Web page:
The first time I got stoned I decided to go to someone’s dorm room to watch The Wizard of Oz, but muted with Pink Floyd’s Dark Side of the Moon playing in the background. I wasn’t amused, but everyone around me was, and I found that dissonance really, really confusing.
All I can remember now is a chorus of people repeating:
It felt staged, and I got paranoid. I had just met these people, and I figured they must be messing around with me, hazing me for being new, or something. I had to get out of there.
I told everyone I was going outside to smoke a cigarette, but I called Andy, told him the whole story, and he invited me to come over to his dorm. I was happy to go over there. He lived in a fancy suite in Exec house complete with a living room, bathroom, and a small kitchen. Good living by college standards.
When I arrived, I discovered that he and his roommates were having a fancy bathrobe party. So, everyone was wearing elaborate, velveteen robes and slippers, and Andy had a fancy cigarette holder in one hand as he greeted me. I sat down on the couch and someone turned on Strangers with Candy but muted it, and played an Iggy Pop album in the background. They started repeating some of the things I told Andy on the phone. How amazing. How incredible. How unbelievable. They didn’t know I was stoned, and thought this would be funny, but I really lost it.
“Not again!” I yelped as I ran toward the door.
This time I was convinced that I was in the Twilight Zone, and that everywhere I went the same situation would repeat itself. I ran out the door and down the hall. Andy chased after me in his ridiculous bathrobe, which only scared me more, but I finally lost him.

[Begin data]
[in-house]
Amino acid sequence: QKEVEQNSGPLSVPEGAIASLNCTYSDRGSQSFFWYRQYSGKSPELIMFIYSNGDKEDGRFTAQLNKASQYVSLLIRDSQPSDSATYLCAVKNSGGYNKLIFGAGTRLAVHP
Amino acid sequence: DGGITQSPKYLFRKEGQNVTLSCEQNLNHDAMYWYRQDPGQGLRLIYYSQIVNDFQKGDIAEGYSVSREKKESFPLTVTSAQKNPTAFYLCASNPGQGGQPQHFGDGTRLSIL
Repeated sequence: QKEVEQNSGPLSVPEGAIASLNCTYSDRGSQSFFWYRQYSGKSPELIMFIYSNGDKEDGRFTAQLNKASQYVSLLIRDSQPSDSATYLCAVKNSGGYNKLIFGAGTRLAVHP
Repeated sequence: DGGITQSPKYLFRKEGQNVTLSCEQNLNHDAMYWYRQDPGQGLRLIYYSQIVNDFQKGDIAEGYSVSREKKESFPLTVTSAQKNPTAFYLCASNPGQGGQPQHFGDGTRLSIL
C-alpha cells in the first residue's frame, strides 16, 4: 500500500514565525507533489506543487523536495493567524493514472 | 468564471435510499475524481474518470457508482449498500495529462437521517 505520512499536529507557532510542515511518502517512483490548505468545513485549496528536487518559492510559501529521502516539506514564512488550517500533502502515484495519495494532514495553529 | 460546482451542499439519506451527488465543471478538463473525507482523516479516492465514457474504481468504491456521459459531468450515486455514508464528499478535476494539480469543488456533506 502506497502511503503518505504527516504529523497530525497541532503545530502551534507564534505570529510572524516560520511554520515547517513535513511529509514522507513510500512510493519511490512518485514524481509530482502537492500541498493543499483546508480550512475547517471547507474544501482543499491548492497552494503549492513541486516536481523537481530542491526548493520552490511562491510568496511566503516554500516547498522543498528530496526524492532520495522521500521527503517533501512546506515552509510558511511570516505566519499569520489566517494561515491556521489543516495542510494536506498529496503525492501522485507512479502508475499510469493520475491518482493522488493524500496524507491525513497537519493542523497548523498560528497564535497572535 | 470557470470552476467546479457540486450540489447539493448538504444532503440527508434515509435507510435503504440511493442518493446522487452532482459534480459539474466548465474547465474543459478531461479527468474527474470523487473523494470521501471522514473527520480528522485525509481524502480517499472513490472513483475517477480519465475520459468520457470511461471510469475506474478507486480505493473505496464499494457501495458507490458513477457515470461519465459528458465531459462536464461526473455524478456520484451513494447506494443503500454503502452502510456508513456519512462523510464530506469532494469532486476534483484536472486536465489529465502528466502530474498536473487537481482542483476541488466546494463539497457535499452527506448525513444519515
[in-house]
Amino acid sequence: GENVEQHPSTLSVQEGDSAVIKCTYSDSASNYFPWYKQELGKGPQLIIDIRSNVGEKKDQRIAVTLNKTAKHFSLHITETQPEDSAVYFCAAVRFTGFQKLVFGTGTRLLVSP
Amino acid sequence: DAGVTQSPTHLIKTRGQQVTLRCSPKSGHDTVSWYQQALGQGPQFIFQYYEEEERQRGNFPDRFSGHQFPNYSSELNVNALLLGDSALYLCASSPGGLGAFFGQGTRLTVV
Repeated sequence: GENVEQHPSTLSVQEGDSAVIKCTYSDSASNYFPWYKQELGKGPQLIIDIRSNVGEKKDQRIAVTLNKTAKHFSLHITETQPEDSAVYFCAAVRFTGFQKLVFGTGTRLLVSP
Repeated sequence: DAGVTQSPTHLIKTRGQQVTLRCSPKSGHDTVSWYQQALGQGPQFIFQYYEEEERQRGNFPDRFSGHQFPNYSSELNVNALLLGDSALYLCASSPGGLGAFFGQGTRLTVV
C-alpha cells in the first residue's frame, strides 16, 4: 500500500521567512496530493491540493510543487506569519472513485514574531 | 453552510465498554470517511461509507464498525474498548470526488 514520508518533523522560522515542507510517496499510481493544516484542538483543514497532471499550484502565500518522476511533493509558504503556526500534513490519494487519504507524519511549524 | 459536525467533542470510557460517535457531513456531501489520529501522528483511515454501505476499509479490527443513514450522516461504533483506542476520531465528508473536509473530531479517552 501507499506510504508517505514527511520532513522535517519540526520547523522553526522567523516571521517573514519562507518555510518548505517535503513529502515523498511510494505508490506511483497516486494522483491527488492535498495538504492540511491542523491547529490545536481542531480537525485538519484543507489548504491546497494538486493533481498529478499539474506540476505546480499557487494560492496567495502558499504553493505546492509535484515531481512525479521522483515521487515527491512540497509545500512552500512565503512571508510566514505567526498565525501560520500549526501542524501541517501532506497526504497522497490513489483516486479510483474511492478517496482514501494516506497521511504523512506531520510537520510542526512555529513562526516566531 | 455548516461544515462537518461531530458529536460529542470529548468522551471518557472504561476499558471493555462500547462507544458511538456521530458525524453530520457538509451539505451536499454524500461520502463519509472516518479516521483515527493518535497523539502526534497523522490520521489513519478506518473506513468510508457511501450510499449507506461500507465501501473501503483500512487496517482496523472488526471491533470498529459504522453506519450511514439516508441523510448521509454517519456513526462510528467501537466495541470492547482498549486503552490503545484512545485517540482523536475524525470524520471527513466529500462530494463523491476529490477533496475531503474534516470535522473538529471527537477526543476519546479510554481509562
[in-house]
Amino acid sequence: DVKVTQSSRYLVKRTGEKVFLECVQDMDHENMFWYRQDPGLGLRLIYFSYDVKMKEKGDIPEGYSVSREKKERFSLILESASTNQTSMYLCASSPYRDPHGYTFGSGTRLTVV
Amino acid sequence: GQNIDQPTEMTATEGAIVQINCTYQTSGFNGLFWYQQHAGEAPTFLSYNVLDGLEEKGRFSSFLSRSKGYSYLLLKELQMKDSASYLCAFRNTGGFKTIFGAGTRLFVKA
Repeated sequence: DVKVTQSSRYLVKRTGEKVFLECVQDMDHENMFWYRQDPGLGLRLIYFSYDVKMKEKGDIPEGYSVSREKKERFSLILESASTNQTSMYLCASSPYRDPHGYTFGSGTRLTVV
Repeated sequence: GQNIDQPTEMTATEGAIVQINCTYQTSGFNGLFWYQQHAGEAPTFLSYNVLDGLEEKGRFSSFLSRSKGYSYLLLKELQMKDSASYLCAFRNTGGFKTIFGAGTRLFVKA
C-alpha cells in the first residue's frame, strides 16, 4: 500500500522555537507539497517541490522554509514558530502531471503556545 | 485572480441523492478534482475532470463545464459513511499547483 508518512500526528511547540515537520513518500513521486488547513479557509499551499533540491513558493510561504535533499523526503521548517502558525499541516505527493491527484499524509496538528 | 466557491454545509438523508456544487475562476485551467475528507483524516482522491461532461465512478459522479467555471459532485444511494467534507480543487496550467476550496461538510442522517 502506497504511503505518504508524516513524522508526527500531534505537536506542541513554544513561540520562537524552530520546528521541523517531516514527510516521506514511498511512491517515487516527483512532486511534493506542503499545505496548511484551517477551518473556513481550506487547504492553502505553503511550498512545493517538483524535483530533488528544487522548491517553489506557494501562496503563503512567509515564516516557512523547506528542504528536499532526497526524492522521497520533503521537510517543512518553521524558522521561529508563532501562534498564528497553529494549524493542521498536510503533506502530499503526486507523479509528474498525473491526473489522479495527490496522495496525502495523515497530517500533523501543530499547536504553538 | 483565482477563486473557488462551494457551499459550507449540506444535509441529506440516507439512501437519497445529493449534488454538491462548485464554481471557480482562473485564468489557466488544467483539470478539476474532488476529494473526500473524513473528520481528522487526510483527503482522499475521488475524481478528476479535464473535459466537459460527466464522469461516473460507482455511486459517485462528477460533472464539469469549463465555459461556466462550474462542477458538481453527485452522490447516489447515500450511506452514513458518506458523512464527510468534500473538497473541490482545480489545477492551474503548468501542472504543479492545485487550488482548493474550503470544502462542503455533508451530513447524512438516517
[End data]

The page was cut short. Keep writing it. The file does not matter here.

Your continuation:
When I made it all the way across campus to my dorm room, I decided to leave the lights off to hide. But, it was the year that Blonde Redhead album came out, Misery is Butterfly, and it was my favorite. I put it on and turned it up all the way. I let the music take me somewhere else, somewhere safe.
When I heard a knock on the door, I was startled back into reality. I looked out the peep hole and saw the group of them (Andy and my friends) on the other side of the door. We had a bit of a stand-off, and I’m not sure what made me trust them again. But, eventually that Twilight Zone feeling wore off, and we were just a group of friends who didn’t think that playing Pink Floyd over The Wizard of Oz was so incredible or amazing or whatever.
Music can hold enormous power in memories and experiences, transporting us instantly to an age, location, or person. What sonic joys, mysteries, disbelief, and clarity have you experienced? Identify songs of influence in your life and explore them like variations on a theme, melding syntax and song structure, recalling the seriousness or levity that accompanies. Whether it’s an account of when a specific song first entered your life, the process of learning to play a song, teaching someone a song, experiencing the same song in different places as it weaves through your life, unbelievable radio timing, sharing songs with those in need, tracking the passing down of songs, creative song analysis, music as politics, etc, I am interested in those ineffable moments and welcoming submissions of your own variations on a theme, as drawn from your life’s soundtrack. Please email submissions to firstname.lastname@example.org and keep an eye out for others’ Variations.
**(“song” is a broad phrase: could be a pop song, a traditional tune, a symphony, commercial jingles, a hummed lullaby, 2nd grade recorder class horror stories, etc)**
melanie farley is a multimedia poet and aspiring synth goddess. She’s the author of things we have in writing POEMS (for Z) (dancing girl press 2016) and you can find her work in NAIL V and forthcoming in a new Romanian anthology, Bibliotheca Universalis: New Work By Philadelphia Poets. She’s also the fascist in charge at SOUND:POETREE:: Fanzine, and right now she’s obsessed with the synth line in Somebody’s Watching Me.